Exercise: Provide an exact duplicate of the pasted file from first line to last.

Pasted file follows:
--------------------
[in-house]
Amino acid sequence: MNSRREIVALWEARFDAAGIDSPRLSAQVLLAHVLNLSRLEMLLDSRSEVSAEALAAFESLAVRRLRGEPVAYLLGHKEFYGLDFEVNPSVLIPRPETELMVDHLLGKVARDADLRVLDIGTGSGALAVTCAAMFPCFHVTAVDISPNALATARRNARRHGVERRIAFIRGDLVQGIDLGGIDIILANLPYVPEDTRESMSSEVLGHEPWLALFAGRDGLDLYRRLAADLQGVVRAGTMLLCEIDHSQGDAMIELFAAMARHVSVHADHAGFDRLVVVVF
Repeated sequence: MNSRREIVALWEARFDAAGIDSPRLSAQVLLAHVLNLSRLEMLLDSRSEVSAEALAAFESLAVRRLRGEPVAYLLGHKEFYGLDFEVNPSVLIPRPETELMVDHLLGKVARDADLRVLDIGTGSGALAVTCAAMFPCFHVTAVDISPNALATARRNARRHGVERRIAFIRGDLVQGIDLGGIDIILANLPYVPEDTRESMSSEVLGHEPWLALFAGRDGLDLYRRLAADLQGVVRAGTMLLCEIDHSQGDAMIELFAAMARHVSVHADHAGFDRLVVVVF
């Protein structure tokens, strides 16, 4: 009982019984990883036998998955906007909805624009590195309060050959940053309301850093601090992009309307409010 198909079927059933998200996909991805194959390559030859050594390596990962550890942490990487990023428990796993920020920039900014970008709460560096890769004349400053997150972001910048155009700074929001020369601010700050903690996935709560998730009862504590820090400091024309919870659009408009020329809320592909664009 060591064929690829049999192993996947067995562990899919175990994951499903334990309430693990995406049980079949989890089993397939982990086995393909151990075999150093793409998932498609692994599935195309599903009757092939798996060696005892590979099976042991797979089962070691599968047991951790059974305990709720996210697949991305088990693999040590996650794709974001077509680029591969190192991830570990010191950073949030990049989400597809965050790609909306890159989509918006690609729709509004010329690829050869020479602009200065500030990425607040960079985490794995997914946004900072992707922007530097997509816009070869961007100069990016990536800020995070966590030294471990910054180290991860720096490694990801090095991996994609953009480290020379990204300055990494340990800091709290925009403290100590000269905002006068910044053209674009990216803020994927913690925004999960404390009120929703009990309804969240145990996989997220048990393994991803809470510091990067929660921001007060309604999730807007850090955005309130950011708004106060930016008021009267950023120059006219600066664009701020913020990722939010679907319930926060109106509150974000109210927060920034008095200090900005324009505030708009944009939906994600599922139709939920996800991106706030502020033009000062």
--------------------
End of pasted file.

[in-house]
Amino acid sequence: MNSRREIVALWEARFDAAGIDSPRLSAQVLLAHVLNLSRLEMLLDSRSEVSAEALAAFESLAVRRLRGEPVAYLLGHKEFYGLDFEVNPSVLIPRPETELMVDHLLGKVARDADLRVLDIGTGSGALAVTCAAMFPCFHVTAVDISPNALATARRNARRHGVERRIAFIRGDLVQGIDLGGIDIILANLPYVPEDTRESMSSEVLGHEPWLALFAGRDGLDLYRRLAADLQGVVRAGTMLLCEIDHSQGDAMIELFAAMARHVSVHADHAGFDRLVVVVF
Repeated sequence: MNSRREIVALWEARFDAAGIDSPRLSAQVLLAHVLNLSRLEMLLDSRSEVSAEALAAFESLAVRRLRGEPVAYLLGHKEFYGLDFEVNPSVLIPRPETELMVDHLLGKVARDADLRVLDIGTGSGALAVTCAAMFPCFHVTAVDISPNALATARRNARRHGVERRIAFIRGDLVQGIDLGGIDIILANLPYVPEDTRESMSSEVLGHEPWLALFAGRDGLDLYRRLAADLQGVVRAGTMLLCEIDHSQGDAMIELFAAMARHVSVHADHAGFDRLVVVVF
């Protein structure tokens, strides 16, 4: 009982019984990883036998998955906007909805624009590195309060050959940053309301850093601090992009309307409010 198909079927059933998200996909991805194959390559030859050594390596990962550890942490990487990023428990796993920020920039900014970008709460560096890769004349400053997150972001910048155009700074929001020369601010700050903690996935709560998730009862504590820090400091024309919870659009408009020329809320592909664009 060591064929690829049999192993996947067995562990899919175990994951499903334990309430693990995406049980079949989890089993397939982990086995393909151990075999150093793409998932498609692994599935195309599903009757092939798996060696005892590979099976042991797979089962070691599968047991951790059974305990709720996210697949991305088990693999040590996650794709974001077509680029591969190192991830570990010191950073949030990049989400597809965050790609909306890159989509918006690609729709509004010329690829050869020479602009200065500030990425607040960079985490794995997914946004900072992707922007530097997509816009070869961007100069990016990536800020995070966590030294471990910054180290991860720096490694990801090095991996994609953009480290020379990204300055990494340990800091709290925009403290100590000269905002006068910044053209674009990216803020994927913690925004999960404390009120929703009990309804969240145990996989997220048990393994991803809470510091990067929660921001007060309604999730807007850090955005309130950011708004106060930016008021009267950023120059006219600066664009701020913020990722939010679907319930926060109106509150974000109210927060920034008095200090900005324009505030708009944009939906994600599922139709939920996800991106706030502020033009000062």